The handle 16 is made of stiff metal wire and includes a generally U-shaped bail consisting of parallel, spaced apart side legs 19 interconnected by leg 20 that is grasped in a person's hand in use. A straight extension 21 is at the end of each side leg 19 for pivoting in a bearing formed by strap 22 secured to the underside of the bottom wall: the extensions 21 accordingly being on a common axis. A terminal projection 23 is on the end of each extension 21, the projections being at right angle thereto and serving as stops for abutting against the bottom wall underside so to limit the pivotal travel of the handle in order that it can be set up into the position shown in FIG. 4, whereby the tray is slightly tilted with the front edge hard down so raking of trash 24 thereupon can be done.
Reference is now made to FIG. 3 wherein a preferred form of handle 18 is shown. The handle 18 is the same as handle 16 except that it additionally includes a spur 25 formed at the junction of each side leg 19 and the interconnecting leg 20. The spurs serve to pierce into the ground surface when the helper tray is used to rake up leaves 24 as shown in FIG. 4; and wherein the handle is surged outwardly so to form a leg for holding the helper tray in an upwardly inclined position for raking in the leaves without the necessity of a person to bend down and hold the tray in this utility position. As shown, the spurs 25 penetrate the ground surface so to prevent the tray from sliding backwardly when the rake brushes upon wall surface 11.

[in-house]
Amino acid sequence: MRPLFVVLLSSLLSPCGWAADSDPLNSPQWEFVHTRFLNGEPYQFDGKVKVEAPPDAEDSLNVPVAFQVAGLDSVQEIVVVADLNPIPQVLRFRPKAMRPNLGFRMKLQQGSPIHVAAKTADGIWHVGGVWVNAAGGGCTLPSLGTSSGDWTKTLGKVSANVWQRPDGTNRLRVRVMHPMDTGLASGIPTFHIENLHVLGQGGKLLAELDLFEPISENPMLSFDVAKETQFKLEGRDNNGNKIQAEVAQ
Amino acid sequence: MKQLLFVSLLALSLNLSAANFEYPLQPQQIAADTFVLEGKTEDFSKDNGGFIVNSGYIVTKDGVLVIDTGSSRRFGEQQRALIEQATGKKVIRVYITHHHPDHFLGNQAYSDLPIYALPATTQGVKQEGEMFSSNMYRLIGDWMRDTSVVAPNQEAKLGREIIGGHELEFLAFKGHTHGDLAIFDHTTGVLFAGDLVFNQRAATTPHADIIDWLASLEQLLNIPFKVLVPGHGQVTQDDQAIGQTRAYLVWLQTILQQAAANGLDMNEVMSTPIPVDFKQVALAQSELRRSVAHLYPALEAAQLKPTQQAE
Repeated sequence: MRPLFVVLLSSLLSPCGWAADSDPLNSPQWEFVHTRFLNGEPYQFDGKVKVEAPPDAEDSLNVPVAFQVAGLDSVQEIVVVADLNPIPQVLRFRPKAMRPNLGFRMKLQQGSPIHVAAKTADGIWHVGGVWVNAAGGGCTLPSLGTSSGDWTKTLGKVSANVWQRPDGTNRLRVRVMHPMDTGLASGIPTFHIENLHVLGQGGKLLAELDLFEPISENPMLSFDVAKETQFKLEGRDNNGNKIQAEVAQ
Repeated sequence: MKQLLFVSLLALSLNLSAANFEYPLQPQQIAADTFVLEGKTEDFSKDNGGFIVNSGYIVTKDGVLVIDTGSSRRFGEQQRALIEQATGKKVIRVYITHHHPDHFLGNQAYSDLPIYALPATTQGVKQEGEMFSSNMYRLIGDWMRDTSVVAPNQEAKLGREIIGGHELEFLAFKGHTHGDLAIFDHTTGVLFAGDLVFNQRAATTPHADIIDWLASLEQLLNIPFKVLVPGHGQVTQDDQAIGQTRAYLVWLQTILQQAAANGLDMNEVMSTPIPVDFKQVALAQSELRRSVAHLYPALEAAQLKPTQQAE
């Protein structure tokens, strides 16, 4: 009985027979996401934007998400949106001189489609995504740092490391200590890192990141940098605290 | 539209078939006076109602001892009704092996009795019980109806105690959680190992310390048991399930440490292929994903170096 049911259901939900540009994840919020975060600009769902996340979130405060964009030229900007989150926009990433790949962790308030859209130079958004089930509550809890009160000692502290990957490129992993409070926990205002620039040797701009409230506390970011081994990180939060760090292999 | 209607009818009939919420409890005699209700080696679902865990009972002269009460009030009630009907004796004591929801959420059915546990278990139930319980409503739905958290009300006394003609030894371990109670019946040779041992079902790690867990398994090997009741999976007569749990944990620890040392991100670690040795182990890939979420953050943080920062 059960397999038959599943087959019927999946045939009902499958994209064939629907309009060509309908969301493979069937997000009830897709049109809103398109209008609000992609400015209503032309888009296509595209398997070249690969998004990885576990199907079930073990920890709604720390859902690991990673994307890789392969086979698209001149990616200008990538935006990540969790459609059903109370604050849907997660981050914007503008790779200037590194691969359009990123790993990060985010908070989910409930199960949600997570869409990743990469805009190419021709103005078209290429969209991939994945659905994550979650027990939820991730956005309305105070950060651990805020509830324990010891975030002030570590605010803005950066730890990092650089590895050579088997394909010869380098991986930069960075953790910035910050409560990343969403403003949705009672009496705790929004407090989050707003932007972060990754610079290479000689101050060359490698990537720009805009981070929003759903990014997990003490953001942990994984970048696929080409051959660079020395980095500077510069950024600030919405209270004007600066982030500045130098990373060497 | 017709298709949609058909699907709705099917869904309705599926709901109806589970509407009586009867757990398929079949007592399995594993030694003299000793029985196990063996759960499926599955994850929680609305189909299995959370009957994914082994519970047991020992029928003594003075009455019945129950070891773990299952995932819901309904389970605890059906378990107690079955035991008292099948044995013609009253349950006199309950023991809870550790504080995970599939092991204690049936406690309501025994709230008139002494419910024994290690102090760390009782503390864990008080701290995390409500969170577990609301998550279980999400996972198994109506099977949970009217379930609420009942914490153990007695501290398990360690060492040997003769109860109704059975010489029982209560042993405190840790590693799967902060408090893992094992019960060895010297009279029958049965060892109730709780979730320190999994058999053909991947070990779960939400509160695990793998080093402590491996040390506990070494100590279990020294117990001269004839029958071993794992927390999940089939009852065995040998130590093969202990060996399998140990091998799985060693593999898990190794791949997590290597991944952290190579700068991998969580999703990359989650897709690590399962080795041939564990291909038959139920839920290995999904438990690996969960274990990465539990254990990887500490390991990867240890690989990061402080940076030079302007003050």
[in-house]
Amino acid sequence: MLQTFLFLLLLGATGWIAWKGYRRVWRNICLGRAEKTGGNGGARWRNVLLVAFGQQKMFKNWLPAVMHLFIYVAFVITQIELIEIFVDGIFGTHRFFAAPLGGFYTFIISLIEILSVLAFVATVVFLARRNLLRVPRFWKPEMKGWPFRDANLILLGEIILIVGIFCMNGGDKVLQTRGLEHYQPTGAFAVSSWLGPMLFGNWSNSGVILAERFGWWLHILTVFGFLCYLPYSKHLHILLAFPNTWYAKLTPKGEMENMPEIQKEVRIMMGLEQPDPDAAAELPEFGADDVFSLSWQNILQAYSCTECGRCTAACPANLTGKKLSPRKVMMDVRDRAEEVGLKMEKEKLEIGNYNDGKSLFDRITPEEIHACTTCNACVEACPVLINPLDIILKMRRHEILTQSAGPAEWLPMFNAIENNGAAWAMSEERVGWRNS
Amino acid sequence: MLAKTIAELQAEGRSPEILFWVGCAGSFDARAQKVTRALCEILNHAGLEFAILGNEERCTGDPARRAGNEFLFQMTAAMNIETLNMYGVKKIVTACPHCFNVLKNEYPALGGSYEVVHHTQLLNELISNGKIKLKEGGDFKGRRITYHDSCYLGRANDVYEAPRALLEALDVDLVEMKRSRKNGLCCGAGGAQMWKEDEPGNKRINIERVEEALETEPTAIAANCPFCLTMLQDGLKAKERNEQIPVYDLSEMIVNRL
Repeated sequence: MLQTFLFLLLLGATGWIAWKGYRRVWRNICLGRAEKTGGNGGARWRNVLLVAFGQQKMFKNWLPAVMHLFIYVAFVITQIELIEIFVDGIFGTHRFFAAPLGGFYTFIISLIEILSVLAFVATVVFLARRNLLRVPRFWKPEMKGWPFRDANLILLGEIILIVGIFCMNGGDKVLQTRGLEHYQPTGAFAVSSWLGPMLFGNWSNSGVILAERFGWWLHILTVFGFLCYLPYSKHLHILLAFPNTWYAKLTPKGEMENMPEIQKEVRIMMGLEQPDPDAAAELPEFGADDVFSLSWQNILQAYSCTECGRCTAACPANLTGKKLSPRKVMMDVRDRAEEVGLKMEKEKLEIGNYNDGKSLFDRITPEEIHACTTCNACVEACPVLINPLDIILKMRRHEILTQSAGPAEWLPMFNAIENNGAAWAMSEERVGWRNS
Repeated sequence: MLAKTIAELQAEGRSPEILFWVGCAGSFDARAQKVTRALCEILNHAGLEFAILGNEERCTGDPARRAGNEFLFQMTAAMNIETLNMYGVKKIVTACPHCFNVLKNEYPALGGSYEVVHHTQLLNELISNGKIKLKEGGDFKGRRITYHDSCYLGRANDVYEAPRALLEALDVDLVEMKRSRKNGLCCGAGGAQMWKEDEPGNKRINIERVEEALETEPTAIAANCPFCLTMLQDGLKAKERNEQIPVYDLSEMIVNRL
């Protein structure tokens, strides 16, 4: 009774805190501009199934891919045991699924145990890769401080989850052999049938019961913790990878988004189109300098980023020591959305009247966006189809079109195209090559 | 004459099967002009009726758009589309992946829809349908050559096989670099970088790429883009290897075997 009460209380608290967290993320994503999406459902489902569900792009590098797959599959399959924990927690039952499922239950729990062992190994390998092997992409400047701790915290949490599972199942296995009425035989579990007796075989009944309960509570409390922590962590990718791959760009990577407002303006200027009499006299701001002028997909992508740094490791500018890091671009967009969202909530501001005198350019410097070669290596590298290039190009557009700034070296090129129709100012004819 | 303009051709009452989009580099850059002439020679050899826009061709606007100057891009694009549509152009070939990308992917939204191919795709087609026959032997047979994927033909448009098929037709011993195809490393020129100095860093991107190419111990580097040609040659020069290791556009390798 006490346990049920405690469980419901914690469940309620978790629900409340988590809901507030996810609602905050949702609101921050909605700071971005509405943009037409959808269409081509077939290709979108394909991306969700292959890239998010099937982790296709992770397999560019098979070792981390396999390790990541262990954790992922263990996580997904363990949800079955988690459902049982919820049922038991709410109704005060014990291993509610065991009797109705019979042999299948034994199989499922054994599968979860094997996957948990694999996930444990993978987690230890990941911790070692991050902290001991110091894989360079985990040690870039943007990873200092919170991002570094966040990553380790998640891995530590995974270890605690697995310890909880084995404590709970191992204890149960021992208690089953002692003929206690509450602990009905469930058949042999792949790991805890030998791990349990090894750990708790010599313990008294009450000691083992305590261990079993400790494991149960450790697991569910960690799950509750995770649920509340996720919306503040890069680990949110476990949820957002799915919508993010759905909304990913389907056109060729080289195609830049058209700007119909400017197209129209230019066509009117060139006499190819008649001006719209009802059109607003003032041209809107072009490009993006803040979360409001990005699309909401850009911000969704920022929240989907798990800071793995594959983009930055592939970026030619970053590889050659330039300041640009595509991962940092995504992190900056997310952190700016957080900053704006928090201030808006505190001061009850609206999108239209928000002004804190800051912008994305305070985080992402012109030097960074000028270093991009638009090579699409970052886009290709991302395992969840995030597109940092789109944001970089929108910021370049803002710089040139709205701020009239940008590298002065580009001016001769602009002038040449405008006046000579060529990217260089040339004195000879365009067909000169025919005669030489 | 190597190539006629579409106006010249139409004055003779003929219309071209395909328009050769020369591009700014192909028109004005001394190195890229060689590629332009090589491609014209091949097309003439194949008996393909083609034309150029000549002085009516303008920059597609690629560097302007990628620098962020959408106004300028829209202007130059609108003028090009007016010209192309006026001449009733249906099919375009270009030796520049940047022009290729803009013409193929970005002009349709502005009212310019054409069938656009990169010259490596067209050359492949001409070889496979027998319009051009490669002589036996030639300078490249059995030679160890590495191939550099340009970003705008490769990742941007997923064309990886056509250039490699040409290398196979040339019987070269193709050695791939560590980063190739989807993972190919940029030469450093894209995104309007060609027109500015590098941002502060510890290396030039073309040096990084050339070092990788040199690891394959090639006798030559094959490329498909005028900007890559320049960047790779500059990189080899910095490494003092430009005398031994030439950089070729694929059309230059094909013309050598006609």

A strap unit 26 can be used to prevent the handle pivoting into a closed position by the rake force. The strap unit can consist simply of a cord, elastic or rubber band 27 secured at one end around leg 20, the other end of the band being connected to a metal hook 28 which can be quickly and easily snapped into a hole 29 formed on tab 14.
Reference is now made to FIG. 5 which shows still another design of handle 30 that is fully adjustable in inclination angle and length. The handle 30 includes U-shaped member 31 made of a formed stiff wire and which includes the above described side legs 19, interconnecting leg 20 and spurs 25. The end 32 of each leg 19 is inserted inside one end of a tube 33 that is bent into a right angle, and is adjustably secured therein by a set screw 34. In the opposite end of each tube 33 there is inserted one end of a stop member 35 and is adjustably secured therein by a set screw 36. Each stop member 35 is made of a right angle shaped stiff wire. The terminal projection 36 of stop member 35 serves the same purpose as the above described projection 23.
It is now evident that the handle 30 is readily adjustable in a range of inclined angles when supporting the tray as in FIG. 4, and the handle length can be extended so the tray inclination can be greater or less, as wished.
Thus different forms of the invention are provided.
While various changes may be made in the detail construction it is understood that such changes will be within the spirit and scope of the present invention as is defined by the appended claims.
|Cited Patent||Filing date||Publication date||Applicant||Title|
|US162524 *||Mar 31, 1875||Apr 27, 1875||Improvement in dust-pans|
|US510762 *||Dec 12, 1893||Foothold for dust-pans|
|US538712 *||May 26, 1894||May 7, 1895||Tablet-holder|
|US565059 *||Apr 12, 1895||Aug 4, 1896||Dust-pan attachment|
|US1461624 *||Jun 17, 1922||Jul 10, 1923||Lewis George W||Dustpan|
|US1709928 *||Aug 3, 1926||Apr 23, 1929||Samuel Zimmer||Service tray|
|US3121248 *||Jun 14, 1963||Feb 18, 1964||Ferguson Thomas S||Sweeping attachment|
|U.S. Classification||15/257.7, 15/257.8|
|International Classification||A47L13/52, A01G1/12|
|Cooperative Classification||A47L13/52, A01G1/12|
|European Classification||A47L13/52, A01G1/12|